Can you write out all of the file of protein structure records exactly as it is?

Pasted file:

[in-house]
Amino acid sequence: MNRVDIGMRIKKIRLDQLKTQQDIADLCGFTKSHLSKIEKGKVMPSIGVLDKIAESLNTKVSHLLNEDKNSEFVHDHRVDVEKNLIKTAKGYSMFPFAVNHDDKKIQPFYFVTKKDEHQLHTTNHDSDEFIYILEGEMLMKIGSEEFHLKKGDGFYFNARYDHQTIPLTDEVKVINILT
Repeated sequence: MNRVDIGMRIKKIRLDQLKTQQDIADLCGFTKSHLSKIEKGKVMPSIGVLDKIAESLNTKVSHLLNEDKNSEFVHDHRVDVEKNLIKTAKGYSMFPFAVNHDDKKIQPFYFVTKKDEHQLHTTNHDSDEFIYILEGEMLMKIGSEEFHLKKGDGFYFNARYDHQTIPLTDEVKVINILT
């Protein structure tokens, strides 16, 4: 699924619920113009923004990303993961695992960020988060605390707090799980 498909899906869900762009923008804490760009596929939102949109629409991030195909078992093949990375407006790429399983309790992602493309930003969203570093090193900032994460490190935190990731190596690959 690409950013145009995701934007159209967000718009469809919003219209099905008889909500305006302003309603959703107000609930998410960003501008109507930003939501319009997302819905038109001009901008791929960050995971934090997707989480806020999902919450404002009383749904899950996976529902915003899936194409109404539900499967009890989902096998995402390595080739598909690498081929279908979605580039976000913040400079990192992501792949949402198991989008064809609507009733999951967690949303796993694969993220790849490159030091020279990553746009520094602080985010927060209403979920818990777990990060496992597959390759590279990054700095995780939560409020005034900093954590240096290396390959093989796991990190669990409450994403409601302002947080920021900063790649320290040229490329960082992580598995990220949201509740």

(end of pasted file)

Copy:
[in-house]
Amino acid sequence: MNRVDIGMRIKKIRLDQLKTQQDIADLCGFTKSHLSKIEKGKVMPSIGVLDKIAESLNTKVSHLLNEDKNSEFVHDHRVDVEKNLIKTAKGYSMFPFAVNHDDKKIQPFYFVTKKDEHQLHTTNHDSDEFIYILEGEMLMKIGSEEFHLKKGDGFYFNARYDHQTIPLTDEVKVINILT
Repeated sequence: MNRVDIGMRIKKIRLDQLKTQQDIADLCGFTKSHLSKIEKGKVMPSIGVLDKIAESLNTKVSHLLNEDKNSEFVHDHRVDVEKNLIKTAKGYSMFPFAVNHDDKKIQPFYFVTKKDEHQLHTTNHDSDEFIYILEGEMLMKIGSEEFHLKKGDGFYFNARYDHQTIPLTDEVKVINILT
């Protein structure tokens, strides 16, 4: 699924619920113009923004990303993961695992960020988060605390707090799980 498909899906869900762009923008804490760009596929939102949109629409991030195909078992093949990375407006790429399983309790992602493309930003969203570093090193900032994460490190935190990731190596690959 690409950013145009995701934007159209967000718009469809919003219209099905008889909500305006302003309603959703107000609930998410960003501008109507930003939501319009997302819905038109001009901008791929960050995971934090997707989480806020999902919450404002009383749904899950996976529902915003899936194409109404539900499967009890989902096998995402390595080739598909690498081929279908979605580039976000913040400079990192992501792949949402198991989008064809609507009733999951967690949303796993694969993220790849490159030091020279990553746009520094602080985010927060209403979920818990777990990060496992597959390759590279990054700095995780939560409020005034900093954590240096290396390959093989796991990190669990409450994403409601302002947080920021900063790649320290040229490329960082992580598995990220949201509740």